Logging is one of the most important thing to do in development and production. Having no loggers in your web application is not advisable (with the exception of fully tested, high security application), loggers can easily point out easily what exception and details occurred on client side.

You can found the complete repository here.

Let me know in the comments if you have questions or queries, you can also DM me directly. Follow me for similar article, tips, and tricks ❤.


  1. Serilog is a diagnostic logging library for .NET applications. It is easy to set up, has a clean API, and runs on all recent .NET platforms. While it’s useful even in the simplest applications, Serilog’s support for structured logging shines when instrumenting complex, distributed, and asynchronous applications and systems. ↩︎
  2. Microsoft Visual Studio is an integrated development environment (IDE) from Microsoft. It is used to develop computer programs, as well as websites, web apps, web services and mobile apps. Visual Studio uses Microsoft software development platforms such as Windows API, Windows Forms, Windows Presentation Foundation, Windows Store and Microsoft Silverlight. It can produce both native code and managed code. ↩︎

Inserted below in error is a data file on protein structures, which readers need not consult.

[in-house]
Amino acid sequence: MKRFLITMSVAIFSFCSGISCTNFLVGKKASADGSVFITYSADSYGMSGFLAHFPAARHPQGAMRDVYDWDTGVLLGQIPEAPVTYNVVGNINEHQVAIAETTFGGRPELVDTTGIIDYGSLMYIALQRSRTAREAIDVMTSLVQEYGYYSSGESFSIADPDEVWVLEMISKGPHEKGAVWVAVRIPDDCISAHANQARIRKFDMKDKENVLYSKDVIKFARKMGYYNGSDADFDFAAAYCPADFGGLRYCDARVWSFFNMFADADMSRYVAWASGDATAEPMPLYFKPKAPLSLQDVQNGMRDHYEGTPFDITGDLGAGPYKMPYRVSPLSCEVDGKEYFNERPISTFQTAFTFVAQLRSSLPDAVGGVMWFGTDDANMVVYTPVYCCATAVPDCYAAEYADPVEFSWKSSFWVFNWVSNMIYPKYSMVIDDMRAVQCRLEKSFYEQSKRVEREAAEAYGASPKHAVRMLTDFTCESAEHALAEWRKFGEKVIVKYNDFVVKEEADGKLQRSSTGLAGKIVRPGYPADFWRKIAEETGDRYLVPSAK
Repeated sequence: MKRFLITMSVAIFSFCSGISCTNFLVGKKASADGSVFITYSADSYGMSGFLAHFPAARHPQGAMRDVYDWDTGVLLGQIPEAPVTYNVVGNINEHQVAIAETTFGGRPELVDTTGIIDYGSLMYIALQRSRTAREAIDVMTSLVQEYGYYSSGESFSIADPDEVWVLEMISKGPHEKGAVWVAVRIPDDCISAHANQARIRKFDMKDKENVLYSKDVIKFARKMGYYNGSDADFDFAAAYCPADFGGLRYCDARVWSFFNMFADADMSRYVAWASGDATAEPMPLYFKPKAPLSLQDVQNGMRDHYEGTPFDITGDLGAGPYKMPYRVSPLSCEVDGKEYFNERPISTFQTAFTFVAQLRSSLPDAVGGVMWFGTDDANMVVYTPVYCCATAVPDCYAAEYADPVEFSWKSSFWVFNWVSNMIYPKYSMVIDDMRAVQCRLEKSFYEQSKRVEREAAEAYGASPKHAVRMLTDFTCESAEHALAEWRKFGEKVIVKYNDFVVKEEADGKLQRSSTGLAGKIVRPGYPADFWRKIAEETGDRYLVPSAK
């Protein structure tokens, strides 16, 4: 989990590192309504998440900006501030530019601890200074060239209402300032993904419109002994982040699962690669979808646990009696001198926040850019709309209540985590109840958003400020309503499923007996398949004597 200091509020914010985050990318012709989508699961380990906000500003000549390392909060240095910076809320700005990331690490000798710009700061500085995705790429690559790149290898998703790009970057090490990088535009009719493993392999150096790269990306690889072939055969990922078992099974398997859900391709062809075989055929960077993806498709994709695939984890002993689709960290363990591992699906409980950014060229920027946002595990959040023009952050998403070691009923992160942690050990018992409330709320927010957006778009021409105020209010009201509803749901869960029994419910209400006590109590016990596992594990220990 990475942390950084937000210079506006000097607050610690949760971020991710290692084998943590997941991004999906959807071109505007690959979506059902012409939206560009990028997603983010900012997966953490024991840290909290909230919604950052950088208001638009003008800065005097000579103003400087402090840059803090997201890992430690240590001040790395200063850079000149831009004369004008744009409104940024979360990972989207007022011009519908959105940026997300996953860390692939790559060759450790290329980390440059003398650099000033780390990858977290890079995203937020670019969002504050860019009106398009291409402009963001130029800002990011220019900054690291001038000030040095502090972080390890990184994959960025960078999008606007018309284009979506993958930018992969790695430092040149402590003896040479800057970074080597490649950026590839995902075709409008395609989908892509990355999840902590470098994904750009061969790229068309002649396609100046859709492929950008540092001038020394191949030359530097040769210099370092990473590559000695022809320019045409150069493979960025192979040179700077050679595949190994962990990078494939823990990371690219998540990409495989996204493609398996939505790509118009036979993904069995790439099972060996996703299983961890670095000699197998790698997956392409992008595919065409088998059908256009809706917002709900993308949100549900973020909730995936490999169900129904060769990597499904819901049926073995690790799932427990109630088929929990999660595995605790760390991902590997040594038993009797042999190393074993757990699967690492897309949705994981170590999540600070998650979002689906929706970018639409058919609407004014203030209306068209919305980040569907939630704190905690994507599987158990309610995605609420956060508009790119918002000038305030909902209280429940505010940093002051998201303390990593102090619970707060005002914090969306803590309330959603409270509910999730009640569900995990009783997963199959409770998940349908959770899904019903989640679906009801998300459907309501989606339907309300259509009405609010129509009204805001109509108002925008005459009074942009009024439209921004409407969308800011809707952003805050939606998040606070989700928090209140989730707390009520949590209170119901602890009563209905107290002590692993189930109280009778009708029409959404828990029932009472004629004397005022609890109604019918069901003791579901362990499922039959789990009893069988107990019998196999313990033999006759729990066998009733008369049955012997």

3. .NET (previously named .NET Core) is a free and open-source, managed computer software framework for Windows, Linux, and macOS operating systems. It is a cross-platform successor to .NET Framework. The project is primarily developed by Microsoft employees by way of the .NET Foundation, and released under the MIT License. ↩︎

Quick Simple GraphQL Provider On ASP.NET Core 5.0

My most recent project tackles implementing GraphQL1 provider using C#. This is my first time implementing this stuff on C#, but I’ve already implemented it before on Java and also on Rust. This are the simple things I’ve learned while implementing a simple (hello world) GraphQL server on C#.